Identifying whether head and neck cancer contains sub-populations of cells with differing tumourigenic potential

Sarina Cameron (2010). Identifying whether head and neck cancer contains sub-populations of cells with differing tumourigenic potential PhD Thesis, Diamantina Institute, The University of Queensland.

       
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Author Sarina Cameron
Thesis Title Identifying whether head and neck cancer contains sub-populations of cells with differing tumourigenic potential
School, Centre or Institute Diamantina Institute
Institution The University of Queensland
Publication date 2010-10
Thesis type PhD Thesis
Supervisor Associate Professor Nicholas Saunders
Doctor Alexander Guminski
Total pages 207
Total colour pages 30
Total black and white pages 177
Subjects 11 Medical and Health Sciences
Abstract/Summary Tumour recurrence in head and neck squamous cell carcinoma (HNSCC) occurs in 50% of patients and is a leading cause of mortality in these patients. To understand the biological determinants of tumour recurrence, tumour initiation in a xenotransplant NOD/SCID mouse was used. The investigation of tumour initiation for 6 HNSCC cell lines found tumour initiation was highly inefficient, requiring 1x104 to 3x105 cells to form a tumour. To understand the observed inefficiency in tumour initiation, the major biological determinants of tumour initiation were investigated. The major biological determinants include i) the inherent tumour initiating activity of the tumour cells and ii) the influence of the tumour microenvironment. By using the NOD/SCID mouse the immune system was excluded as a microenvironmental constraint in tumour initiation. Moreover, no effect on tumour initiation was observed with the addition of normal stromal cells such as human dermal fibroblasts (HDF) and normal epithelial cells, human epidermal keratinocytes (HEK). These findings indicated that factors other than the immune system or the presence of human fibroblasts or keratinocytes were responsible for the poor tumour initiating efficiency of the HNSCC cells. Therefore, cell based models of tumour initiation were investigated to determine whether the inherent tumour initiating activity of the cells was responsible for inefficient tumour initiation. To examine the inherent tumour initiating activity of the cells, the cancer stem cell (CSC) model and the clonal evolution (Stochastic) model were used. It was found that the HNSCC cell lines all expressed putative CSC markers however, the expression of these markers did not relate to the tumour initiating activity of the cell lines. To determine whether a rare population or most cells could form a tumour, clonal populations were isolated from 3 HNSCC cell lines. These clonal populations of cells were all able to form a tumour in a cell number dependent manner. However, the Detroit 562 and SCC 15 clones varied in their ability to form tumours, being both more and less tumourigenic than the parental cell line. Further investigation of the Detroit 562 clones demonstrated the functionally distinct clones were genetically distinct and able to interact with one another. The clonal populations were found to interact with one another to enhance the inherent tumour initiating activity of the clones. Moreover, the differently tumourigenic clones had a unique genetic profile. The most tumourigenic of the clones was found to up-regulate GPx2 and Ceacam6 and down-regulate interferon (IFN) responsive genes when compared to the least tumourigenic of the clones. Investigation of the differential expression of these genes indicated only Ceacam6 expression was able to modulate tumour growth in vivo. Moreover, Ceacam6 expression was detected in HNSCC patient samples indicating the expression of Ceacam6 in the HNSCC cell lines was representative of patient HNSCC. Therefore, tumour initiation in the HNSCC cell lines is a complex interplay between the clonal populations present within the cell line and the expression of Ceacam6 also plays an important role in the behaviour of the cells.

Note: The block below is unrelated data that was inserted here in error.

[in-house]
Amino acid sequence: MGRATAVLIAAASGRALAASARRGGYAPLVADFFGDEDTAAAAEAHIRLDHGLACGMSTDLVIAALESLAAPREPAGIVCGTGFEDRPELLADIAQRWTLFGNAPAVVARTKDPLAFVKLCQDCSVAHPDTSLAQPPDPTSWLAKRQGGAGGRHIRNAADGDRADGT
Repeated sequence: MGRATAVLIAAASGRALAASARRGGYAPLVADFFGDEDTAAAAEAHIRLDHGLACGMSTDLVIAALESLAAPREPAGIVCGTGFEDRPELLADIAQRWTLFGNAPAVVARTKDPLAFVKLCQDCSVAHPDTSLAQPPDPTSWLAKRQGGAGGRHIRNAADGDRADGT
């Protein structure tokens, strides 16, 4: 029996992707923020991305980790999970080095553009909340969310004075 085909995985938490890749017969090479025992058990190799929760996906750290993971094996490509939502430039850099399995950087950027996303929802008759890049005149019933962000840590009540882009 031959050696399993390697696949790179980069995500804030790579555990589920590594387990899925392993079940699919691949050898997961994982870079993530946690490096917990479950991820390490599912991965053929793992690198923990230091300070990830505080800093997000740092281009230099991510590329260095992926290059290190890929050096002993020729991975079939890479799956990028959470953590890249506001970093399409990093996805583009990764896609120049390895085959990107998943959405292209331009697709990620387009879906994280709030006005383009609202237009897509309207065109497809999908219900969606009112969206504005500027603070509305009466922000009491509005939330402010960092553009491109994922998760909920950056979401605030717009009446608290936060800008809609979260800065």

Keyword HNSCC, Cancer stem cell, clonal population, GPx2, Interferon responsive genes, Ceacam6
Additional Notes 4,8,13,40-42, 62, 64, 66, 73, 83, 88, 89, 91, 92, 104, 108, 110,115,120,129,134,137,141,143,173,175,201,204,205

 
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Created: Tue, 22 Mar 2011, 08:12:01 EST by Ms Sarina Cameron on behalf of Library - Information Access Service